Once you reach the overlook you will feel awe of sights all around. You will find suddenly surrounded by high mountain peaks. The Liberty Bell group with some 8000 foot high stands out. Look for Kangaroo ridge in the east, a place abound with golden larch trees. The sight of Methow valley and hairpin road underneath the look over will make you go nostalgic. There are signboards with William Staffords moving poems on them are all around the place. Be sure to read them.
There are some short trails in the area for visitors with adventure spirit. There are not just one but series of overlooks. Just go around and find them, and your visual sense with be treated with a plethora of delights. There is a rest room and bathrooms as well near the overlook.
Washington Pass Overlook is rightly called the Jewel of North Cascades. It divides Washington state into east and west. Whether you go alone or friends or family, this place is a must stop or else you will be missing a vital jewel of your north cascades visit. The temperature of the place changes suddenly whether you come from east or west. A stopover just before the sunset is recommended.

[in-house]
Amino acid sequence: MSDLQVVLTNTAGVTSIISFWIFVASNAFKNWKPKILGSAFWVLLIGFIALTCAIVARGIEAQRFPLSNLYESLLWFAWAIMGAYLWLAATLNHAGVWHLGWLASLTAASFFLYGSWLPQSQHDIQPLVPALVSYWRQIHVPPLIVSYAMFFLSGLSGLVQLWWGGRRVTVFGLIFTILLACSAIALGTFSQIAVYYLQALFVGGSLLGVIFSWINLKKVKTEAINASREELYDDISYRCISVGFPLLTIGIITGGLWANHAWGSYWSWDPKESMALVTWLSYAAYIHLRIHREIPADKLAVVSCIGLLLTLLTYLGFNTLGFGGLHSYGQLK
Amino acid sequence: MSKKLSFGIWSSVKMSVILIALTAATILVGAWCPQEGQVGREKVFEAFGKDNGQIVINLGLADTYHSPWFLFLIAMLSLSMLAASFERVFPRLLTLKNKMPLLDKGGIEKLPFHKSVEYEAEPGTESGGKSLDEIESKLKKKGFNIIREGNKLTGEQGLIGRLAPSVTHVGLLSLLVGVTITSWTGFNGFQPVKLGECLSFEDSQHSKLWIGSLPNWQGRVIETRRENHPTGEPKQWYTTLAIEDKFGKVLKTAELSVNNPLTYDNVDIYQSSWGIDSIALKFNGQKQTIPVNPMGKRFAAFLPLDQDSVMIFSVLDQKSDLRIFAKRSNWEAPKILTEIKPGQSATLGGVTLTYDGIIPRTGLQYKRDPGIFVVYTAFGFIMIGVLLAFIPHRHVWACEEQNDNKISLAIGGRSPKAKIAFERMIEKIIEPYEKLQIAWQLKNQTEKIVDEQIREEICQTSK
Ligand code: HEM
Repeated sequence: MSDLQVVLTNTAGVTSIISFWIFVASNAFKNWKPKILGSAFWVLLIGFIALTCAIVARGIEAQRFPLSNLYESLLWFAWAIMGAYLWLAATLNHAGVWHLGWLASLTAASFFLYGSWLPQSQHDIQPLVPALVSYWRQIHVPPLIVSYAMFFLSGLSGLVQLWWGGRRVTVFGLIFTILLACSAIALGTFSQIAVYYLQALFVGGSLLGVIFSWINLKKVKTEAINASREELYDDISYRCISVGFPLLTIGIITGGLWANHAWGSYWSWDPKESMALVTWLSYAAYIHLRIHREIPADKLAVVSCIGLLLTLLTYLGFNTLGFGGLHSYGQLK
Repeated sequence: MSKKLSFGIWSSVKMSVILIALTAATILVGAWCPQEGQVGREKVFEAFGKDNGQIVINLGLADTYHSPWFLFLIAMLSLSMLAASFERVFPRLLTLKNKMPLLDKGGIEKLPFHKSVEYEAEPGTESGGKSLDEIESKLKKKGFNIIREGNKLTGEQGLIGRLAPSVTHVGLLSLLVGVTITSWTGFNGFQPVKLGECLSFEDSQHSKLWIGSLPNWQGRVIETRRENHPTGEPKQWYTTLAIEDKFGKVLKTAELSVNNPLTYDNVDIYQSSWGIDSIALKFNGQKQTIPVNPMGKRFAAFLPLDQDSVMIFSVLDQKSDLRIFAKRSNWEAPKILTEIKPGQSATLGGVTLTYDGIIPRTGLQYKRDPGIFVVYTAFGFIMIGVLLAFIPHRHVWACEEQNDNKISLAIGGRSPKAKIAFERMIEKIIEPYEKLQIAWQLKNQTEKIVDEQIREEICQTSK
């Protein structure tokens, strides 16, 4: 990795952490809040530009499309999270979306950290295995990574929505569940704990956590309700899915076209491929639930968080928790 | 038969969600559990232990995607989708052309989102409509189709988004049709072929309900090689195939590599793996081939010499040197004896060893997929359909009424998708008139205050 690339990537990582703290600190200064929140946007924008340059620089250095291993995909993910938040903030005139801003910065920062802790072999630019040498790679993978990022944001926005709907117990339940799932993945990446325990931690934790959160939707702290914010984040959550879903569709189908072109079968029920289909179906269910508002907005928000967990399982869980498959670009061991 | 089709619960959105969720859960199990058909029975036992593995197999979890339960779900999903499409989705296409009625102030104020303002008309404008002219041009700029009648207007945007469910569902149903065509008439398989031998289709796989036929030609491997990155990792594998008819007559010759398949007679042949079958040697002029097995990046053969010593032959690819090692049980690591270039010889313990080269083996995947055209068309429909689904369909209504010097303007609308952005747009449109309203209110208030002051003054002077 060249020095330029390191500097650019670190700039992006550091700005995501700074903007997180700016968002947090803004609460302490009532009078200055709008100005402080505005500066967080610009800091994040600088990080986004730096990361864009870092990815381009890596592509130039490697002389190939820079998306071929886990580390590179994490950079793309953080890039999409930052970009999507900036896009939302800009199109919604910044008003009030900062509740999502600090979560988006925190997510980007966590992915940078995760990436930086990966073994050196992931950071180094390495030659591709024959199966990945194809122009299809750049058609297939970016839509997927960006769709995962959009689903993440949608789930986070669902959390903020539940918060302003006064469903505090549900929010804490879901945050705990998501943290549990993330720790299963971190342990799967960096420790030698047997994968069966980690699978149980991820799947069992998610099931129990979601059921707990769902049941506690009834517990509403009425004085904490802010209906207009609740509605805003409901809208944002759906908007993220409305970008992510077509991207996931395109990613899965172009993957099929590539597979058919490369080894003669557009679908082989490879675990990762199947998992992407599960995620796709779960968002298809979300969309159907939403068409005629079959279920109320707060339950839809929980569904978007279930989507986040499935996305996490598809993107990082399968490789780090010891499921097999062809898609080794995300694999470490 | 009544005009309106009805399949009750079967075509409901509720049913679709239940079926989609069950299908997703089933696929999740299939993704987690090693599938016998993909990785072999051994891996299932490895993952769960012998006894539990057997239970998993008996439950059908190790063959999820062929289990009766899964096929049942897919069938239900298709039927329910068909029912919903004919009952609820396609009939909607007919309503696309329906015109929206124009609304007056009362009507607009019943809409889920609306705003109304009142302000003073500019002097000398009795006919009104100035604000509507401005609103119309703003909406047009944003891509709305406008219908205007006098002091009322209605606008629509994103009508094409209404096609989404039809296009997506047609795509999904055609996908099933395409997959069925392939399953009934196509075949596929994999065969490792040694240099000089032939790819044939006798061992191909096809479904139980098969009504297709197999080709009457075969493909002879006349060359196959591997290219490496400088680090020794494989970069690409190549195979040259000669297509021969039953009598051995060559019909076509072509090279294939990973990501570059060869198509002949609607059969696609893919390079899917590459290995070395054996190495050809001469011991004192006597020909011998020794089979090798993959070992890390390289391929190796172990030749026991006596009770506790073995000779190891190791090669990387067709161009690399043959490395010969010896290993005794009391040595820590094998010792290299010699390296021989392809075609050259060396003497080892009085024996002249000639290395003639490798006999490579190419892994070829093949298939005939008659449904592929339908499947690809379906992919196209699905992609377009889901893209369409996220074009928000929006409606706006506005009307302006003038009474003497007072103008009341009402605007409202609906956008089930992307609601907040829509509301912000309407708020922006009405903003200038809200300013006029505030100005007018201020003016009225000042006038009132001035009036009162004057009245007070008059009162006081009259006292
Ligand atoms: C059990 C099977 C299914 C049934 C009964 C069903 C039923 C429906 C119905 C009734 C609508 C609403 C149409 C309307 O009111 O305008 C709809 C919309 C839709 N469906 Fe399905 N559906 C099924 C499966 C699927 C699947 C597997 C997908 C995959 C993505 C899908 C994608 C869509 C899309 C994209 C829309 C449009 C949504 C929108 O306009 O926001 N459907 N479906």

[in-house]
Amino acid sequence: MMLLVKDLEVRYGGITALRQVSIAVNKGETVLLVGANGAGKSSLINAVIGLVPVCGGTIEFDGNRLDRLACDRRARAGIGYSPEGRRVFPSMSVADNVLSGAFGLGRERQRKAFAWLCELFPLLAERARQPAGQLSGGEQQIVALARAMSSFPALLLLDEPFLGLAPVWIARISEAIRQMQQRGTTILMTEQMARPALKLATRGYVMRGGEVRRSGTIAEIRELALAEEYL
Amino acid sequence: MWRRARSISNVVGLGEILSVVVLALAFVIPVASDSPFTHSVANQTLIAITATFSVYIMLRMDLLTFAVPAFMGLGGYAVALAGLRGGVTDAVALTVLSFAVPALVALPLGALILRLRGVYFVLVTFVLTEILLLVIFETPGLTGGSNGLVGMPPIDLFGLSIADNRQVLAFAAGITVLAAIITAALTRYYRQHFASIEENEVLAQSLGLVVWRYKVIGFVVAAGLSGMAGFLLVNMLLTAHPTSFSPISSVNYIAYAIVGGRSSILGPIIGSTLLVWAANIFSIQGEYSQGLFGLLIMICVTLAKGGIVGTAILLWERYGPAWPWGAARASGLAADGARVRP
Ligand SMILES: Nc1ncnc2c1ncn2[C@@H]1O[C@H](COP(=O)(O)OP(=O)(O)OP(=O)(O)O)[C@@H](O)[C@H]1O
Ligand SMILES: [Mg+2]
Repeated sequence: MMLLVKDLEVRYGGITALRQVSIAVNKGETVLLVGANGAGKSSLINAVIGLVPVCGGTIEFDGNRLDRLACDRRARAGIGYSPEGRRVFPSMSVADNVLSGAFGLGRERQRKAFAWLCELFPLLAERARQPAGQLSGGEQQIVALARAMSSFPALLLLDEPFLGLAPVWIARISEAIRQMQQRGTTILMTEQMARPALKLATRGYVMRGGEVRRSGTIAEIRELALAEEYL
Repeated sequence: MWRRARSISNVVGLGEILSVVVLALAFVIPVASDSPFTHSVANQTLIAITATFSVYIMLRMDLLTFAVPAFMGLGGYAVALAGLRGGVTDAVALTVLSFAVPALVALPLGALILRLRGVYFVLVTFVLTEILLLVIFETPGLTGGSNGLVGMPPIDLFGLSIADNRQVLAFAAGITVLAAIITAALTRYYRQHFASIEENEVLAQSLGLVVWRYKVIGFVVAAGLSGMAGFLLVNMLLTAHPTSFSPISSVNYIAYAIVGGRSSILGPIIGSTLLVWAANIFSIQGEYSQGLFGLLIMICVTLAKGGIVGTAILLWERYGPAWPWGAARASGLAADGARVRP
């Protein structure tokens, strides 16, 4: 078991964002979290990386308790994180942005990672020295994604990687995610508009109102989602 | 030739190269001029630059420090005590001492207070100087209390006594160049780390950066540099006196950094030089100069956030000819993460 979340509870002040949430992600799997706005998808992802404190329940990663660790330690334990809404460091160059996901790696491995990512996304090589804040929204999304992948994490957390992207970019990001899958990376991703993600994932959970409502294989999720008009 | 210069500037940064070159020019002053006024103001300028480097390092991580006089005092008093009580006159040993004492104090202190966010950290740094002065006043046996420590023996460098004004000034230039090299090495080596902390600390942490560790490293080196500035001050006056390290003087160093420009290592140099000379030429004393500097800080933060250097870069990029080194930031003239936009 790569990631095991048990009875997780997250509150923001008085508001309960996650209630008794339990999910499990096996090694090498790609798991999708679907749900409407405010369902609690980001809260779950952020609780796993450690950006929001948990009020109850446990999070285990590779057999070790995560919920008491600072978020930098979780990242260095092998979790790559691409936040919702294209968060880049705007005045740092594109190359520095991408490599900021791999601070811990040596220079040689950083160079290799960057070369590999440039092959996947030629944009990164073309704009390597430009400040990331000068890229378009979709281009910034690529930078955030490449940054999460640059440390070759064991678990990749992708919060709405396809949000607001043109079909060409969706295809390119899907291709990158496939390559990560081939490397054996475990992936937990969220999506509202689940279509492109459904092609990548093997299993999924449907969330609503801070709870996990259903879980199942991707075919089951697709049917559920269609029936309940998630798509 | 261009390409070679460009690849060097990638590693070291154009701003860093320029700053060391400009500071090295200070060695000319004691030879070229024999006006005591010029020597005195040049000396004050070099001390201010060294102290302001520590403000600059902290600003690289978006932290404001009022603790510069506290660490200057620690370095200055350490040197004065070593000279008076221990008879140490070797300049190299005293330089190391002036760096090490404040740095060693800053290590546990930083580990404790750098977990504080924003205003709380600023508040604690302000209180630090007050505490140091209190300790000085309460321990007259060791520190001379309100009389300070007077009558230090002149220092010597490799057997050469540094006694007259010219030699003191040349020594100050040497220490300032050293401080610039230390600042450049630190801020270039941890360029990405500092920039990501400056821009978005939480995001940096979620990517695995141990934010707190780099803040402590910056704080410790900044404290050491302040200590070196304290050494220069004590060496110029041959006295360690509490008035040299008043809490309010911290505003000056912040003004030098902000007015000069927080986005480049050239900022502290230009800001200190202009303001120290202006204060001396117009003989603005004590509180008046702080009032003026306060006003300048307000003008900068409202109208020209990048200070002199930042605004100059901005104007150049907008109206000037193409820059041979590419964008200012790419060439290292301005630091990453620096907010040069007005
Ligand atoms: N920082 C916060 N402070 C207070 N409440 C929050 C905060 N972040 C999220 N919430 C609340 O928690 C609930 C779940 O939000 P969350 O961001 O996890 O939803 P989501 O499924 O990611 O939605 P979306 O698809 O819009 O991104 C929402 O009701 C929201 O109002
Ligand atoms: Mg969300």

Newhalem Creek Falls is an amazing waterfall near the town of Newhalem in Ross Lake Recreation Area. The large volume creek flows north into the Skagit river outside Newhalem. Around a Kilometre half above the mouth, the creek sluices amount many large boulders then falls and veils down a 168 feet tall
If viewed from above the stream looks much more vertical than what it really is, and when from below it becomes foreshortened because of its run and pitch. Due to the nature of the cliff terrain, during the season when the creek runs high, the falls spread out and look like a Fan shaped waterfall. The falls are suitably used to generate hydroelectricity and a part of the creek diverted near the top of the falls, which causes a much narrower and less impressively shaped waterfall during the late winter season.